Spring City furniture maker sells unique pieces

Spring City furniture maker sells unique pieces during annual open house

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Between the Vines only opens up shop for nine days a year as part of a Christmas open house. Between the Vines only opens up shop for nine days a year as part of a Christmas open house.
"It gives me having my store for nine days, then I'm not tied down to it," Stephanie Strader said of her nine-day open house. "It gives me having my store for nine days, then I'm not tied down to it," Stephanie Strader said of her nine-day open house.
Strader displays the unique elements of her furniture pieces not in a store, but in her family's home. Strader displays the unique elements of her furniture pieces not in a store, but in her family's home.
Strader stocks up on old drawer pulls, shutters, and doors to incorporate in her furniture at the World's Longest Yard Sale each year. Strader stocks up on old drawer pulls, shutters, and doors to incorporate in her furniture at the World's Longest Yard Sale each year.

By KRISTIN FARLEY 
6 News Anchor/Reporter

SPRING CITY (WATE) - The holiday season brings out the best in Tennessee products.

One furniture maker in Spring City only opens shop for nine days a year as part of a Christmas open house.

For just a few days in November, it was a shopper's delight in Spring City when designer Stephanie Strader held her Christmas open house for her products, sold under the name Between the Vines.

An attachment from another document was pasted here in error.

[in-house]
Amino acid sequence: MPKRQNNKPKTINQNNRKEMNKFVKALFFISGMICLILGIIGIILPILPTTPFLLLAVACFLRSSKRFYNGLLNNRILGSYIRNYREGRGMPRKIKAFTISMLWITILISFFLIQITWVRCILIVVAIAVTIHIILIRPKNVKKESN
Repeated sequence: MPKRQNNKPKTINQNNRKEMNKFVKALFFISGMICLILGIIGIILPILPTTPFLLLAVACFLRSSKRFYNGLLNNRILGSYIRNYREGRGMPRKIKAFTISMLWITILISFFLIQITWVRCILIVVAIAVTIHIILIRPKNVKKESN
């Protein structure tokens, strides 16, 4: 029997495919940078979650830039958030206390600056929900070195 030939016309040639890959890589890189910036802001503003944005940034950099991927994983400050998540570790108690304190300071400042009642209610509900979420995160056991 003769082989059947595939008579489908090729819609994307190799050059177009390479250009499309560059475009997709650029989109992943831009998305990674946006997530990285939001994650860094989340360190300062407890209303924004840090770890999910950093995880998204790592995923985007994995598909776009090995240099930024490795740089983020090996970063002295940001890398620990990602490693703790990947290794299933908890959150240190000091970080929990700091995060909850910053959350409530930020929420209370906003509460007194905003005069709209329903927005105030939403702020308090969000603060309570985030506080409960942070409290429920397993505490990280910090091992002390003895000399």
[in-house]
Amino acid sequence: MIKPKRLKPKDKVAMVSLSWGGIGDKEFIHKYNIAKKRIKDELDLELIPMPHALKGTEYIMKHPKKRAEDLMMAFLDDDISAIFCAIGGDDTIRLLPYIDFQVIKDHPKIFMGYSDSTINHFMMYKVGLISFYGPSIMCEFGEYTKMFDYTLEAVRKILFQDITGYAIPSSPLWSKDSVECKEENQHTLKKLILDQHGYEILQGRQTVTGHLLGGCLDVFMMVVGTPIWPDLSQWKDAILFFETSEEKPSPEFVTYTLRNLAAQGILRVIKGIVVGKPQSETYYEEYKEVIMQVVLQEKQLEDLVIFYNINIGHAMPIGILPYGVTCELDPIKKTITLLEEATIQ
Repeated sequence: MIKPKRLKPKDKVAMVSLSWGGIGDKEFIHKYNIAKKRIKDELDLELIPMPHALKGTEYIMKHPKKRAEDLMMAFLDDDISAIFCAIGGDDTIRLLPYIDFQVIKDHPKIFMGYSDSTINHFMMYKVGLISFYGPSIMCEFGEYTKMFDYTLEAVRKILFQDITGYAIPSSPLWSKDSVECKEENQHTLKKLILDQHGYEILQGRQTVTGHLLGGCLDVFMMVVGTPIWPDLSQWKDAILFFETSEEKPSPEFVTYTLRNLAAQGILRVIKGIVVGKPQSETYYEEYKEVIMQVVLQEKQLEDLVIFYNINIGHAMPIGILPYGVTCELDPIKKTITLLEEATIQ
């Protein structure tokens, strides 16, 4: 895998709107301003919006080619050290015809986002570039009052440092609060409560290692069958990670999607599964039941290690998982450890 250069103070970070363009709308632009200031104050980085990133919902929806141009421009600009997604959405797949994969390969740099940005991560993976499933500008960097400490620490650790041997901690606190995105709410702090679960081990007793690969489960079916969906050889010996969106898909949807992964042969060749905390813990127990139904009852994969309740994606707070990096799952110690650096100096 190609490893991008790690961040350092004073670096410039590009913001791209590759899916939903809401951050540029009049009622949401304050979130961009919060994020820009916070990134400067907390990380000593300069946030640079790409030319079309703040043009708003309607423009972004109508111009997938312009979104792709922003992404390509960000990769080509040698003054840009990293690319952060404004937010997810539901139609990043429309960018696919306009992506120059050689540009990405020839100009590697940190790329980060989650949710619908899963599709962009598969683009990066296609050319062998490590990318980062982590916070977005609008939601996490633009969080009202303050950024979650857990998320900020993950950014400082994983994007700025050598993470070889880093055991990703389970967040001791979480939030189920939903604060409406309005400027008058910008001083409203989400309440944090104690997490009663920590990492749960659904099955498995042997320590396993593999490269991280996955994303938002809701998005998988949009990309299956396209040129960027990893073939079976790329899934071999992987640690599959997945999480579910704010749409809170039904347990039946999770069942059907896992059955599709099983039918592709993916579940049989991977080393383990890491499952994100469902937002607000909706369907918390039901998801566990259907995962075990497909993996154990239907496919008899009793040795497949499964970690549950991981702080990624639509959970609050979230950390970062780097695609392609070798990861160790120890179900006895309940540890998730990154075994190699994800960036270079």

Strader displays the unique elements of her furniture pieces not in a store, but in her family's home.

Most of her everyday belongings are moved out for each event, so she can move in her hand-crafted furniture, birdhouses, and decorations.

"It gives me having my store for nine days, then I'm not tied down to it," Strader said.

She designs custom furniture year-round under the name Between the Vines. But she doesn't have a website or a storefront, and she doesn't necessarily want one.

For her, this is an art and she never wants to feel pressured to mass produce.

"I like to hand-paint every piece, which is time consuming, but it gives it that look," she said.

That look is distressed and timeless, and when you look even closer, some of her pieces do have some very old elements.

"I try to take old and put it with new, that way we try to take something that once was and bring it into today's life," she said.

A black sideboard with glass doors is the perfect example of how Strader carefully marries the old and new in her work.

"I take old windows, some come from farm houses, some come from homes remodeled. So I just build the piece, basically building the piece around these windows," she said.

Strader stocks up on old drawer pulls, shutters, and doors to incorporate in her furniture at the World's Longest Yard Sale each year.

It's easy to see she always find creative ways to use them.

As she pointed at one piece with old shutters used as doors she said, "You can use it for a pantry, a linen closet, so many uses."

To add to the feeling of her open house, Strader also invited nearly half a dozen other local vendors to sell items at her home too.

"We have everything from Southern Christmas [decorations], food, to dips to fudge to candy to wreaths," she said.

Strader said she is considering a spring event at her home for the first time.

In the meantime, her work can be found at the Chattanooga Knitting Mill antique mall and at Cumberland Ridge Primitives in Midtown.

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